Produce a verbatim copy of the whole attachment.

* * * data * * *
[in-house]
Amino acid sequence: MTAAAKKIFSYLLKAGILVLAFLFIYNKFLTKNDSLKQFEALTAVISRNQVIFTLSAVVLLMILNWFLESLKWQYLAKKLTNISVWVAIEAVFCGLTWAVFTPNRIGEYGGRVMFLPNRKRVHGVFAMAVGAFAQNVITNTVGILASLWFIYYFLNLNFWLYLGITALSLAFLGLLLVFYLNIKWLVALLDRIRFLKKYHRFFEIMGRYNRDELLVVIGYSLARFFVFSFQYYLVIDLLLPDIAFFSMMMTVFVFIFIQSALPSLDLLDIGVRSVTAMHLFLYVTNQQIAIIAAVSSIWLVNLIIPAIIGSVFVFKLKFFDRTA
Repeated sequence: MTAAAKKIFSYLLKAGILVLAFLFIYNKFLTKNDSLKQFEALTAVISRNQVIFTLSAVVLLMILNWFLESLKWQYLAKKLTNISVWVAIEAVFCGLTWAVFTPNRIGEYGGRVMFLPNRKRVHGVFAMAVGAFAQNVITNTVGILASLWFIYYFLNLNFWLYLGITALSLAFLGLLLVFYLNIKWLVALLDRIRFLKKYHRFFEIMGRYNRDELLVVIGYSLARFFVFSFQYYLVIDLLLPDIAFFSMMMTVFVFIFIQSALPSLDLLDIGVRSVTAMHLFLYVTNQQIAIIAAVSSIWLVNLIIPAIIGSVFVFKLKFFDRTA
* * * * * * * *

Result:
[in-house]
Amino acid sequence: MTAAAKKIFSYLLKAGILVLAFLFIYNKFLTKNDSLKQFEALTAVISRNQVIFTLSAVVLLMILNWFLESLKWQYLAKKLTNISVWVAIEAVFCGLTWAVFTPNRIGEYGGRVMFLPNRKRVHGVFAMAVGAFAQNVITNTVGILASLWFIYYFLNLNFWLYLGITALSLAFLGLLLVFYLNIKWLVALLDRIRFLKKYHRFFEIMGRYNRDELLVVIGYSLARFFVFSFQYYLVIDLLLPDIAFFSMMMTVFVFIFIQSALPSLDLLDIGVRSVTAMHLFLYVTNQQIAIIAAVSSIWLVNLIIPAIIGSVFVFKLKFFDRTA
Repeated sequence: MTAAAKKIFSYLLKAGILVLAFLFIYNKFLTKNDSLKQFEALTAVISRNQVIFTLSAVVLLMILNWFLESLKWQYLAKKLTNISVWVAIEAVFCGLTWAVFTPNRIGEYGGRVMFLPNRKRVHGVFAMAVGAFAQNVITNTVGILASLWFIYYFLNLNFWLYLGITALSLAFLGLLLVFYLNIKWLVALLDRIRFLKKYHRFFEIMGRYNRDELLVVIGYSLARFFVFSFQYYLVIDLLLPDIAFFSMMMTVFVFIFIQSALPSLDLLDIGVRSVTAMHLFLYVTNQQIAIIAAVSSIWLVNLIIPAIIGSVFVFKLKFFDRTA